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In their interesting meta-analysis, Menzies and colleagues state in their introduction "The U.S. Centers for Disease Control and Prevention [CDC] has recommended that QFT [QuantiFERON-TB Gold] replace the tuberculin skin test [TST]..." Please note that the actual publication that Menzies and colleagues reference (1) states in its summary "...CDC recommends that QFT-G [QuantiFERON-TB Gold] may be used in all circumstances in which the TST is currently used..." and in its text "QFT- G can be used in all circumstances in which the TST is used..." and "QFT-G usually can be used in place of (and not in addition to) the TST." The CDC clearly uses the words "...may..," "...can..." and "...usually can..." but does not "...recommend that QFT replace the TST..."
1. Mazurek GH, Jereb J, Lobue P, Iademarco MF, Metchock B, Vernon A. Guidelines for using the QuantiFERON-TB Gold test for detecting Mycobacterium tuberculosis infection, United States. MMWR Recomm Rep. 2005;54:49-55.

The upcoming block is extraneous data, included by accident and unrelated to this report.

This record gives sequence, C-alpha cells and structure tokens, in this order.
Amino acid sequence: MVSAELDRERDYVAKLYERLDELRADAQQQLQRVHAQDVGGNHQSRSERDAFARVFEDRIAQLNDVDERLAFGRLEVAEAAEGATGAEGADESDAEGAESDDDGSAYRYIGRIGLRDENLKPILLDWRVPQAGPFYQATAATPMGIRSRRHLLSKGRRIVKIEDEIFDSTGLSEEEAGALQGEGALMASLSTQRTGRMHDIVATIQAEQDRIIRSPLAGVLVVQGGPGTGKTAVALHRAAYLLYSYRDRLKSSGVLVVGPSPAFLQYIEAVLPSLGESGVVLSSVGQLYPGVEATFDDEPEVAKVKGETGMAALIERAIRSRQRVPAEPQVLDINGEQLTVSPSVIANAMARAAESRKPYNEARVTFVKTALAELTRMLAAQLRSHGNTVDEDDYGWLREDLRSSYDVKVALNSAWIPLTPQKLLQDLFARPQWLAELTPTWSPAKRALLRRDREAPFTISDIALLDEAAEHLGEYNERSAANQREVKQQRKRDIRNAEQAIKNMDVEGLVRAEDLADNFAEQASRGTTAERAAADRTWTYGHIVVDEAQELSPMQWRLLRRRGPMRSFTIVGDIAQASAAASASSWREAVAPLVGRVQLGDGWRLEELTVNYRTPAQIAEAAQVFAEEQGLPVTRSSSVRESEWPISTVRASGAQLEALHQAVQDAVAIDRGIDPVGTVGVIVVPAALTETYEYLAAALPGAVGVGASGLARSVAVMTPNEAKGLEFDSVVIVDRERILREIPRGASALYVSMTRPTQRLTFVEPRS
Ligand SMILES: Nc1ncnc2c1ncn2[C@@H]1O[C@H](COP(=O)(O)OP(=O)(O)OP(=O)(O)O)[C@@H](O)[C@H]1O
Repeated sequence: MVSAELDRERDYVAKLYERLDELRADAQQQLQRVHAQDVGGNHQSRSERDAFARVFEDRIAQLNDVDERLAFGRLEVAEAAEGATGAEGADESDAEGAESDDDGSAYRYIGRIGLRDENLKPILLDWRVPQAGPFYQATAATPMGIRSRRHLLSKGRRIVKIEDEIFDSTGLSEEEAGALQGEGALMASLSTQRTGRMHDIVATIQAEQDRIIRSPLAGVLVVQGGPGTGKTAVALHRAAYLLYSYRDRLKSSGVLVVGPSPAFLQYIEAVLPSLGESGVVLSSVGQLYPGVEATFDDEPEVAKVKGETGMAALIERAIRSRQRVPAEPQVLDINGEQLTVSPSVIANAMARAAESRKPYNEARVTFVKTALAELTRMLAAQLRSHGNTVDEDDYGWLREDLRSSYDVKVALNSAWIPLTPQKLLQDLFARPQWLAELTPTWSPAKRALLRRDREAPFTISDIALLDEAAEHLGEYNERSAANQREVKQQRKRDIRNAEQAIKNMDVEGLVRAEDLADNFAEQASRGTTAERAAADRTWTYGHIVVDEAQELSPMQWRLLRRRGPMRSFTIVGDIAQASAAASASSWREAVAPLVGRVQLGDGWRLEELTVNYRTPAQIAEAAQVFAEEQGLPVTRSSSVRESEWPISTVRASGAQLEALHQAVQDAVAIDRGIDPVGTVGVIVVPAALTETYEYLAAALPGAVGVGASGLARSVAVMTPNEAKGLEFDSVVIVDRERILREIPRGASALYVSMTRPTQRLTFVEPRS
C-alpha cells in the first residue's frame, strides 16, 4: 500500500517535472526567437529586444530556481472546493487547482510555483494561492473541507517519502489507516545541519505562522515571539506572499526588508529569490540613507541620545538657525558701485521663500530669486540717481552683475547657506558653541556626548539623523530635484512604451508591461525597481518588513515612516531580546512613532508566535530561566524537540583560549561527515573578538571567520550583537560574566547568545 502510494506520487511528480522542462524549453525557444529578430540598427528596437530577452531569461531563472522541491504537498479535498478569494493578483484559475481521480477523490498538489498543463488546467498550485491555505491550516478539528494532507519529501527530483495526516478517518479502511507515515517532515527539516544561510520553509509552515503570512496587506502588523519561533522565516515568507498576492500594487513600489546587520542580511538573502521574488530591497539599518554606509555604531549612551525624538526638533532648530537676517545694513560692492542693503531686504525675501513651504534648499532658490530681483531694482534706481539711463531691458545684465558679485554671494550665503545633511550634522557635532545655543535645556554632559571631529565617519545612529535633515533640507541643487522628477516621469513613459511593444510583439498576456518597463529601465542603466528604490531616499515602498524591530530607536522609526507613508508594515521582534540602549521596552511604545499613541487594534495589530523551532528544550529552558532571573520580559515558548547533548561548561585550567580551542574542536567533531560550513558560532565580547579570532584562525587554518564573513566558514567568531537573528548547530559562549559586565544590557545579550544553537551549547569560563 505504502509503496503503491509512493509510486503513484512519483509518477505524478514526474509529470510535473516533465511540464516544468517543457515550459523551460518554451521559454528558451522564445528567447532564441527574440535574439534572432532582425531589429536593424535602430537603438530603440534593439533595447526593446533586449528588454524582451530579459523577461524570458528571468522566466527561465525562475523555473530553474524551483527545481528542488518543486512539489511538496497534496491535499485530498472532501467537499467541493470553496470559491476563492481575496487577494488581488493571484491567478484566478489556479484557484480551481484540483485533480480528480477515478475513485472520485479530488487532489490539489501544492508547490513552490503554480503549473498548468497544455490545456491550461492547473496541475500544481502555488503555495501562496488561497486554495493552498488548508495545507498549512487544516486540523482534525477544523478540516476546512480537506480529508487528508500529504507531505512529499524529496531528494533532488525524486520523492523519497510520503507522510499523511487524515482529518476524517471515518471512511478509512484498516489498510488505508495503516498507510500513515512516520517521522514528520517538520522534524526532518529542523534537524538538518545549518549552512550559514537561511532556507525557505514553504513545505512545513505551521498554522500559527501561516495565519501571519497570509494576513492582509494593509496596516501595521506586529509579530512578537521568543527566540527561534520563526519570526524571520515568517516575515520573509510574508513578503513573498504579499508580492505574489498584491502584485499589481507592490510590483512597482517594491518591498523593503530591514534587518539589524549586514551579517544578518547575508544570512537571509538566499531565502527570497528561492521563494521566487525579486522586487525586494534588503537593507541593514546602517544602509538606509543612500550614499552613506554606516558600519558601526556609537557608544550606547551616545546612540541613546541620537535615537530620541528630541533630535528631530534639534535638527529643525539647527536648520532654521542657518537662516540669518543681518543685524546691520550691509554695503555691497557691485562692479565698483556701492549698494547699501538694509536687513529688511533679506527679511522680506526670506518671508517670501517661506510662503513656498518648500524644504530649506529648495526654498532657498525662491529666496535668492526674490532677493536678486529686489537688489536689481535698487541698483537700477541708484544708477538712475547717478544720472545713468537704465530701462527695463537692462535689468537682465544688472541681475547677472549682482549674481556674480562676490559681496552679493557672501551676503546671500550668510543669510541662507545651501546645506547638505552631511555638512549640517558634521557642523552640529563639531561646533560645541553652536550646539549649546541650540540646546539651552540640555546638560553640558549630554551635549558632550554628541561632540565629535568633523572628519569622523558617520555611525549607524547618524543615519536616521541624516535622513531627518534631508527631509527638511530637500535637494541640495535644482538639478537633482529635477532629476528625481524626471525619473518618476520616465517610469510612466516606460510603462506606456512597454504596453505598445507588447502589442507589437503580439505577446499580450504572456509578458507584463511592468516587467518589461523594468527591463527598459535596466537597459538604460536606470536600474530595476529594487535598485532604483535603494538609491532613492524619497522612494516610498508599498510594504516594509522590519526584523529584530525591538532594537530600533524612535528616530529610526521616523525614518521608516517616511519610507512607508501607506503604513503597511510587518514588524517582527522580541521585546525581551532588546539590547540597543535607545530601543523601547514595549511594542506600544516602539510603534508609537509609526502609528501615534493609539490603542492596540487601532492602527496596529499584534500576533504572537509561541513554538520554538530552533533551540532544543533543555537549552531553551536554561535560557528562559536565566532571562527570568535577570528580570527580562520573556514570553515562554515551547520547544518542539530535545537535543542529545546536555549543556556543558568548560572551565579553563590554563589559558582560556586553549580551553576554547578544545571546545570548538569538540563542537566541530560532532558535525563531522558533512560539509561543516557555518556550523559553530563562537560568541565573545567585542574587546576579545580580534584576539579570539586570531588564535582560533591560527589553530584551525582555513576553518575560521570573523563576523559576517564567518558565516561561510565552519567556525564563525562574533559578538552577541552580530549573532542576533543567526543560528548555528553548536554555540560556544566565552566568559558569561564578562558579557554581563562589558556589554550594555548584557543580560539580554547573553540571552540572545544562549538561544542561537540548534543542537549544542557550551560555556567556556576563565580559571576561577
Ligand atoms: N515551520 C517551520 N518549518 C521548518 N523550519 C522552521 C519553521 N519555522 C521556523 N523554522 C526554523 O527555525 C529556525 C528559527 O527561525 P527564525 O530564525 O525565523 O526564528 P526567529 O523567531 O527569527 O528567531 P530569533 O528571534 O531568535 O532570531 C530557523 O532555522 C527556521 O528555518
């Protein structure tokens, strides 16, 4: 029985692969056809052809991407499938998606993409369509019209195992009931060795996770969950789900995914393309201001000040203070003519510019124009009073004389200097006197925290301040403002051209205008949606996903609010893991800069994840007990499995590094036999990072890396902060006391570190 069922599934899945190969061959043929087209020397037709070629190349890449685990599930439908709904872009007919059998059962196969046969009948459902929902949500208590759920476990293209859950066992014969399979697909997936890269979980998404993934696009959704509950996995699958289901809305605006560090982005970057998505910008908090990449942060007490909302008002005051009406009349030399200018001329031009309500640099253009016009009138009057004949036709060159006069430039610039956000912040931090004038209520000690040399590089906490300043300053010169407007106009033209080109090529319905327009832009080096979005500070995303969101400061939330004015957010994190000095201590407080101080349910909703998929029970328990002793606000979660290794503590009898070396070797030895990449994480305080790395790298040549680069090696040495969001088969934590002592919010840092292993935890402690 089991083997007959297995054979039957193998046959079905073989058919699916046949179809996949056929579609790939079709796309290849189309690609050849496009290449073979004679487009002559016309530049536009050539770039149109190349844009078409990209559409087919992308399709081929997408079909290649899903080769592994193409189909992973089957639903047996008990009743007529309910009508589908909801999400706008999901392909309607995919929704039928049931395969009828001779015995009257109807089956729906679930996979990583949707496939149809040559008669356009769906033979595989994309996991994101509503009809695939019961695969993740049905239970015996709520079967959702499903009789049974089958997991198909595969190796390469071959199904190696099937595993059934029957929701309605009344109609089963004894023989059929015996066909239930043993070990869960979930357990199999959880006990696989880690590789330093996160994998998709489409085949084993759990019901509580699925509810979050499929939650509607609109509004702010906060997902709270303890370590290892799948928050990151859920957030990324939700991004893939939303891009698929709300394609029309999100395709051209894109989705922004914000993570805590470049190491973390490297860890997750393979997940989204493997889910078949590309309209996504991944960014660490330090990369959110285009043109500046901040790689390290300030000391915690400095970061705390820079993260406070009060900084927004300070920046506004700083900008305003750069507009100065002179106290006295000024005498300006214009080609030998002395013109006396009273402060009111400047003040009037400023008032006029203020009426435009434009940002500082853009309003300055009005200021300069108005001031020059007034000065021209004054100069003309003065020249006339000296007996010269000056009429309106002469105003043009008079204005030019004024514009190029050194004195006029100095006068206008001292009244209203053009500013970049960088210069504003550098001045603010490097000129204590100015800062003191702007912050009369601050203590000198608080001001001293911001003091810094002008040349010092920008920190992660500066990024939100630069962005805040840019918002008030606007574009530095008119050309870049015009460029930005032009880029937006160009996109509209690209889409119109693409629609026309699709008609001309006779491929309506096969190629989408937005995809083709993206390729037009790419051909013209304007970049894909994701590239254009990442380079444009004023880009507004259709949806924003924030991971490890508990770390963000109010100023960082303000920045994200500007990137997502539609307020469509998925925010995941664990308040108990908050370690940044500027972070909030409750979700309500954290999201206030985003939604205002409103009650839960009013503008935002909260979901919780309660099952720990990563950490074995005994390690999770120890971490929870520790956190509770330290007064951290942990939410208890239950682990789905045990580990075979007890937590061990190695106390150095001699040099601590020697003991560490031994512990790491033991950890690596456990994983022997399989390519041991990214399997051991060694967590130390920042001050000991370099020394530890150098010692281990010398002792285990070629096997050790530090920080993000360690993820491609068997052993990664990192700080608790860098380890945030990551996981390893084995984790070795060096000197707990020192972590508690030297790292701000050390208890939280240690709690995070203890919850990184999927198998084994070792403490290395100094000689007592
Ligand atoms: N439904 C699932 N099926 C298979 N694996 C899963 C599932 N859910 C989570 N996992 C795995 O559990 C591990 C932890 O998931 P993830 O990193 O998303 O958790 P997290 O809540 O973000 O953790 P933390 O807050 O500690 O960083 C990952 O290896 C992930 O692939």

Dr. Boscia is Senior Vice President for Clinical Research and Development for Centocor Research and Development Inc. He reports holding stock and stock options in Johnson & Johnson, the parent company of Centocor Research and Development Inc.
We read the recent meta-analysis of new tests for latent tuberculosis (TB) infection (1) with interest and generally concurred with authors' inferences for research and practice. As the target condition in this review is without a gold standard, we were dissatisfied with the use of sensitivity and specificity - measures of test accuracy that cannot be computed without verification of disease status - in data synthesis. We feel it is important that researchers establish the evidence base for incorporation of new tests in clinical practice concerning latent TB infection using sound methods for evaluation of tests without gold standard (2) and take this opportunity to highlight some key issues important for such research.